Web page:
Experts review the leading social policy scholarship from the past year in this comprehensive volume.
Published in association with the Social Policy Association, the latest volume in this long-running series addresses current issues and critical debates throughout the international social policy field with a particular focus on employment policy, housing policy and climate justice. Contributors also explore key developments including researching during the COVID-19 pandemic, migrants’ access to social benefits in Germany, the right(s) to healthcare in Italy, American and European homelessness policies and much more.
This annual review is essential reading for students and academics in social policy, social welfare and related disciplines.
Little is known about the experiences of children living in families affected by severe and enduring mental illness. This is the first in-depth study of children and young people caring for parents affected in this way. Drawing on primary research data collected from 40 families, the book presents the perspectives of children (young carers), their parents and the key professionals in contact with them.
Children caring for parents with mental illness makes an invaluable contribution to the growing evidence base on parental mental illness and outcomes for children. It:
• is the first research-based text to examine the experiences and needs of children caring for parents with severe mental illness;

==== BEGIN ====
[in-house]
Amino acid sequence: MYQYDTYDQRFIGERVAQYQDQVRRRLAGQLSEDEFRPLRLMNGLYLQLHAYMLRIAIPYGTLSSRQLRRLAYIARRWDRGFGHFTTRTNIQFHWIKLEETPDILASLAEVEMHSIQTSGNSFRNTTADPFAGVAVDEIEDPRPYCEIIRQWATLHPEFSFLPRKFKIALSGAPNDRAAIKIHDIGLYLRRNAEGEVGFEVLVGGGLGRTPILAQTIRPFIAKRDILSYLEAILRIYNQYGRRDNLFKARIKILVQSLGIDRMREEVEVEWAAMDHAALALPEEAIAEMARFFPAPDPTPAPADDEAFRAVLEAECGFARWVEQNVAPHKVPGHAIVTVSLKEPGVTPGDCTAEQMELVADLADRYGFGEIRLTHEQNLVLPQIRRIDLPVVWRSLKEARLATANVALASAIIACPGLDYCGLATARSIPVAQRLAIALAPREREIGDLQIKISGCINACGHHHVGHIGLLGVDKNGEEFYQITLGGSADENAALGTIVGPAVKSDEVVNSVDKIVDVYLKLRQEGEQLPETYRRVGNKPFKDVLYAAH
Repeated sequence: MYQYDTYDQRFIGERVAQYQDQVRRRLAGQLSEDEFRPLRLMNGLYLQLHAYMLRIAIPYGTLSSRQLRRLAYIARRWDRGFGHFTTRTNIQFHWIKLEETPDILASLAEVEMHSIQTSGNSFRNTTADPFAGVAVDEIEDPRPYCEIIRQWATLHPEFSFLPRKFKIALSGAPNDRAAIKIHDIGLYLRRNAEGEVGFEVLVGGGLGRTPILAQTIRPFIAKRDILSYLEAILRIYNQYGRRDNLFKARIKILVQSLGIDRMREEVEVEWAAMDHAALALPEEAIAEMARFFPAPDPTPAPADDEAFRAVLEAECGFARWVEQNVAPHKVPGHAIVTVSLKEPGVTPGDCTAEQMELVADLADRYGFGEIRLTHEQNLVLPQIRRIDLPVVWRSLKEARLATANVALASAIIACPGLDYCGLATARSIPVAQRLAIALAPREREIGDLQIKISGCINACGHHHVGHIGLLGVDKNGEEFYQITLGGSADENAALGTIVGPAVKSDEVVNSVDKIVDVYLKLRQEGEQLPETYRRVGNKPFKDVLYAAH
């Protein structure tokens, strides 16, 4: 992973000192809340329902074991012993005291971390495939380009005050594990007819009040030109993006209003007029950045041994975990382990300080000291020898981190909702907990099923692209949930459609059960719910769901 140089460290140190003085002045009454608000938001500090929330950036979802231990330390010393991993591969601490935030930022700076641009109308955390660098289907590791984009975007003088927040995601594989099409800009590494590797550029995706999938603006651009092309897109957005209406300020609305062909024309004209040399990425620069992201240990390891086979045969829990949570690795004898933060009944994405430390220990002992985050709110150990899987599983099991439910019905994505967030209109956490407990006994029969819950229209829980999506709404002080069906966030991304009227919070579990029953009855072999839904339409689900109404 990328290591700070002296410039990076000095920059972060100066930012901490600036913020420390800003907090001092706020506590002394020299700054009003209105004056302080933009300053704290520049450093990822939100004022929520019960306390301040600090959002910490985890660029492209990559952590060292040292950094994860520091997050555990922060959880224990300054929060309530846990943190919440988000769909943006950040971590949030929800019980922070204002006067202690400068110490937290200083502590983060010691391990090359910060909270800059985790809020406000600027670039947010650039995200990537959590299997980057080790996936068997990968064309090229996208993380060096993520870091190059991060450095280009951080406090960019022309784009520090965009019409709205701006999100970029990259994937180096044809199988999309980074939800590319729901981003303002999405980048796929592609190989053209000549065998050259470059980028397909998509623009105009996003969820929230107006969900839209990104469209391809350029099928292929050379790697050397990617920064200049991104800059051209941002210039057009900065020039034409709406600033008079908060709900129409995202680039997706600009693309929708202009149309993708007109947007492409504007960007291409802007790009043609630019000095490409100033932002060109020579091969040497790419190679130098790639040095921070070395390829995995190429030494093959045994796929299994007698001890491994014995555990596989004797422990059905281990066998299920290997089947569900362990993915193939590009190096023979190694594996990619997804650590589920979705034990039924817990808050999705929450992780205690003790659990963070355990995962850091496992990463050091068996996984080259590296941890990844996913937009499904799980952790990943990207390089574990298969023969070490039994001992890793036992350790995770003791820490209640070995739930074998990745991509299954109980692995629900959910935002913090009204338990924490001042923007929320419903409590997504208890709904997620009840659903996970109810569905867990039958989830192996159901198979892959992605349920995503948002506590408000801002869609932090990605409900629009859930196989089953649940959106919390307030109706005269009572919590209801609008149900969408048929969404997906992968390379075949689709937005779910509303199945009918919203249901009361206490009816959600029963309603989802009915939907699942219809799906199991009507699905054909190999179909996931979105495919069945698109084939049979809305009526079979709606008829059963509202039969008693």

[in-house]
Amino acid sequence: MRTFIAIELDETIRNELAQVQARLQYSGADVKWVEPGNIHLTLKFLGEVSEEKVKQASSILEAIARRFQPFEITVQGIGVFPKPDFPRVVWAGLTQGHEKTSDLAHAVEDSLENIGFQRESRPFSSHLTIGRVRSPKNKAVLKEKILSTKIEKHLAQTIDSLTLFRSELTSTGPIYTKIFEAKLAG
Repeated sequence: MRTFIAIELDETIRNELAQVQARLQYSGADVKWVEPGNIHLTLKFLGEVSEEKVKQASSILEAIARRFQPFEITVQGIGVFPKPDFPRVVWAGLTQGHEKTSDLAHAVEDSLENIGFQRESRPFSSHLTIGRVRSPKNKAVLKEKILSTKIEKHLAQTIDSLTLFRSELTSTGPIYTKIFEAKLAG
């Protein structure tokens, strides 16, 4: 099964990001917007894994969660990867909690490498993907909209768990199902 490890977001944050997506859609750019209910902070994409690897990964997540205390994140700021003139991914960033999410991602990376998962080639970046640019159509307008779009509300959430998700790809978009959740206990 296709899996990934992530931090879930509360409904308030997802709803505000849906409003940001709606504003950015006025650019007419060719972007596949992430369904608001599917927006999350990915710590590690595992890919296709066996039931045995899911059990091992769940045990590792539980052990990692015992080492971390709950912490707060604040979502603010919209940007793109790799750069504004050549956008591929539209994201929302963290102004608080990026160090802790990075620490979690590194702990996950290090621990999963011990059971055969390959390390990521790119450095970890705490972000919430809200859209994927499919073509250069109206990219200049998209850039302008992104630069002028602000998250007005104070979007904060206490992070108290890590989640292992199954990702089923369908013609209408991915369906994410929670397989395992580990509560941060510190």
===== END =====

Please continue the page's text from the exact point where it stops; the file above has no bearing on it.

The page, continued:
• provides the perspectives of children, parents and key professionals in contact with these families;
• reviews existing medical, social, child protection and young carers literatures on parental mental illness and consequences for children;
• provides a chronology and guide to relevant law and policy affecting young carers and parents with severe mental illness;
• makes concrete recommendations and suggestions for improving policy and professional practice;
• contributes to the growing evidence base on parental mental illness and outcomes for children and families.
The economic crisis has revealed the dark side of deregulation in the labour market: rising unemployment, limited access to social security and, due to low wages, no savings to count upon in bad times.
This book casts light on the empirical relationship between labour market deregulation through non-standard contracts and the three main dimensions of worker security: employment, income and social security. Focusing on individual work histories, it looks at how labour market dynamics interact with the social protection system in bringing about inequality and insecurity. In this context Italy is put forward as the epitome of flexibility through non-standard work and compared with three similar countries: Germany, Spain and Japan. Results show that when flexibility is carried out as a mere cost-reduction device and social security only relies on insurance principles, deregulation leads to insecurity.
‘The political economy of work security and flexibility’ is essential reading for academics, students, practitioners and policy makers interested in the outcomes of labour market developments in advanced economies over the past twenty years.
Written by a highly respected team of authors brought together by the Society for the Study of Social Problems (SSSP), this book provides accessible insights into pressing social problems in the United States in the aftermath of the COVID-19 pandemic and proposes public policy responses for victims and justice, precarious populations, employment dilemmas and health and well-being.